North American Railroad Industry

Waves of industry consolidation in the rail sector over the years have left seven major public rail companies in the U.S. and Canada

U.S.

Canada


Image:Railroad_co_metrics2.png

Market caps range from $2.5 billion to $30 billion for the largest in the railroad industry, Union Pacific. In comparing companies, a few things stand out. Ignoring smallish KC Southern, which has the worst balance sheet and operating metrics of the group, the biggest six of the North American railroad industry trade for virtually the same trailing and forward P/E multiples, sport around the same dividend yields, and carry similar debt loads in terms of operating income. Canadian National and Burlington lead the capital-intensive industry in terms of returns on invested capital.

Coal Transportation Drives Half of all U.S. Rail Shipments

Coal makes up over half of all U.S. rail shipments, so a decrease in coal demand could harm railroad companies).

Competition

Other Players

  • Railroad operators
  • Railroad parts makers: GE makes engines

Derivative Plays

Hub Group (HUBG) is an asset light intermodal logistics company Wabtec (WAB) makes the brakes used in rails and subway busses in many countries around the world. KMG Chemicals (KMGB) is a small chemical company with 80% of its revenue coming from sales of chemicals used to treat rail road ties

Implication on Other Modes of Transport

The rail industry is competing against other shipping industries. The most prominent competitor is the trucking industry. For many years the price of oil was low and the trucking companies could ship goods for less. If you were running a business and needed to ship goods en masse, you would have searched for the cheapest and most reliable method, and that would have been through trucks. Now, however, oil is breaking through new records and the tables have turned. Trucking, which relies even more heavily on oil prices than rail does, is facing serious cost increases and is forced to pass the increased expenses onto the customer.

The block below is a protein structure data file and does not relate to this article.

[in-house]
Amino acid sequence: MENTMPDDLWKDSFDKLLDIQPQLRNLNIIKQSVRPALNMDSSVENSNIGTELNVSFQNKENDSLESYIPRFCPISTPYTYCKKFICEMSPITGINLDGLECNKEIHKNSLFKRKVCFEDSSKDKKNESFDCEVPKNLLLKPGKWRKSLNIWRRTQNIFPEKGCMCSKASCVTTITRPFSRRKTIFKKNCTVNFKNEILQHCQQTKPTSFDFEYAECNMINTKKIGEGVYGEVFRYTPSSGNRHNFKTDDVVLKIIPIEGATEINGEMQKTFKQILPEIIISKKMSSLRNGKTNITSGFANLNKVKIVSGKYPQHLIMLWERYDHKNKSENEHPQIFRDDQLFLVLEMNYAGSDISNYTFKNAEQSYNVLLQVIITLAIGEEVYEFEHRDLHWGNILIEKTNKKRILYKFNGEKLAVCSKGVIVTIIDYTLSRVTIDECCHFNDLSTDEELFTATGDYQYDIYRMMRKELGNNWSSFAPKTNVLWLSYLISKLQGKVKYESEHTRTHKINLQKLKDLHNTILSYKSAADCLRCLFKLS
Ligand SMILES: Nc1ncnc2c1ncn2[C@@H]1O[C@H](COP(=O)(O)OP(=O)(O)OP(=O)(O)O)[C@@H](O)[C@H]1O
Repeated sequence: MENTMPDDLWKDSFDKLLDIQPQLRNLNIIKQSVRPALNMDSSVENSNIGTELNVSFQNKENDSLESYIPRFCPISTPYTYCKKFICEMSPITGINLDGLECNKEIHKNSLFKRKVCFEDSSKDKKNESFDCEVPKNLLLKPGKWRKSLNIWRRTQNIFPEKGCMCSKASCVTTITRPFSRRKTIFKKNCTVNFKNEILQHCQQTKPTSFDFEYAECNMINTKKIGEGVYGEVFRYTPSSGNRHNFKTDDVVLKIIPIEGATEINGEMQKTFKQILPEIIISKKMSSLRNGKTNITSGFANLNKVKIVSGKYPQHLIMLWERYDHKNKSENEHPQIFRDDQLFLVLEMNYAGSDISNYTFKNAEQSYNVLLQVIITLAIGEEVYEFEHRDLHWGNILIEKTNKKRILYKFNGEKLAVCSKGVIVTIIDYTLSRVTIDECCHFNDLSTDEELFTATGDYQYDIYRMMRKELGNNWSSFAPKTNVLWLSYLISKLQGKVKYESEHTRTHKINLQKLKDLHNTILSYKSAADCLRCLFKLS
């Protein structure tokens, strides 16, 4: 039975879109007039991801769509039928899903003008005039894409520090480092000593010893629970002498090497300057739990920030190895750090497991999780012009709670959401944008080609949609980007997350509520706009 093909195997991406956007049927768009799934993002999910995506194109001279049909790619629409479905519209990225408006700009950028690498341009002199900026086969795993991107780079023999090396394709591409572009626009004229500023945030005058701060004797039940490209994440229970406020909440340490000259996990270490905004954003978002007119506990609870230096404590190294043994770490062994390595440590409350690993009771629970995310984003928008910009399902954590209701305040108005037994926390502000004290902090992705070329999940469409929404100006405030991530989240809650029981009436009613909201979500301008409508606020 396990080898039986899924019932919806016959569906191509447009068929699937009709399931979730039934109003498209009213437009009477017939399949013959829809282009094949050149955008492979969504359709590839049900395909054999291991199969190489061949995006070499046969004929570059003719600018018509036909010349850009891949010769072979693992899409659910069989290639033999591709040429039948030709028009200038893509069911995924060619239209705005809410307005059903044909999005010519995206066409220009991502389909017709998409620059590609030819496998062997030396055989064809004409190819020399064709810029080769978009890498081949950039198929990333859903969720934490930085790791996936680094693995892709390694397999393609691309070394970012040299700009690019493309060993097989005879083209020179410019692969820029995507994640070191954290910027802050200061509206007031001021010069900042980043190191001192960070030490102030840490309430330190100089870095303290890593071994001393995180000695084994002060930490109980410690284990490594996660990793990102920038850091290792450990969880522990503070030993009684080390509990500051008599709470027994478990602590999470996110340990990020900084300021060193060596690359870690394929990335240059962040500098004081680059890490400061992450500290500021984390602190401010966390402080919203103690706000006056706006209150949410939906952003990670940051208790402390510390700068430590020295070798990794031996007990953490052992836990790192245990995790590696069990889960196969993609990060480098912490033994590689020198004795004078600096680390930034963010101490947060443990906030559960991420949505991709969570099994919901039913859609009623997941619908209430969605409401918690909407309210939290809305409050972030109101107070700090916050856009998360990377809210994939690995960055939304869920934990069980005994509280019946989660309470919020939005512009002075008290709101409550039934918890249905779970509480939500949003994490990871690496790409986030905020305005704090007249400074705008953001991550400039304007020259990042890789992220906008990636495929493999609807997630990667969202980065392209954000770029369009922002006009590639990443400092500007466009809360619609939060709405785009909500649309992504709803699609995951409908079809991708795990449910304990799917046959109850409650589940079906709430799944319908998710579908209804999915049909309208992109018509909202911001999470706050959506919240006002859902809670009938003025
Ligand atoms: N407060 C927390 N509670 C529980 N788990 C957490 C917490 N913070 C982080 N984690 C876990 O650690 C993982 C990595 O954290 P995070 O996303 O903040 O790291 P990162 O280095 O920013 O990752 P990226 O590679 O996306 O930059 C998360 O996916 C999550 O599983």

Shipping through rail is becoming increasingly attractive for those businesses that need to ship goods within North America. Why? Every dollar that oil goes up hits the trucking industry far harder than it hits the rail shipping industry. Consider this:

A train can ship 1 ton of cargo 400 miles on 1 gallon of diesel, whereas a truck can ship 1 ton of cargo only 125 miles on 1 gallon of diesel. These cases assume that both the train and truck are loaded close to maximum gross weight in all of their attached cars.

This is exactly why Mr. Buffett decided to invest in railroads. He knows the economics of the industry in and out, and knows that businesses are making the switch. Mr. Buffett also knows the increasing usage of biofuels - such as ethanol and biodiesel - are opening up a whole new market for shippers to attract.[1]

Trucking and other forms of transportation might be harmed by increased railroad shipment and benefit from a decrease in railroad use.

Notes

  1. http://feeds.feedburner.com/~r/FreundInvesting/~3/275825317/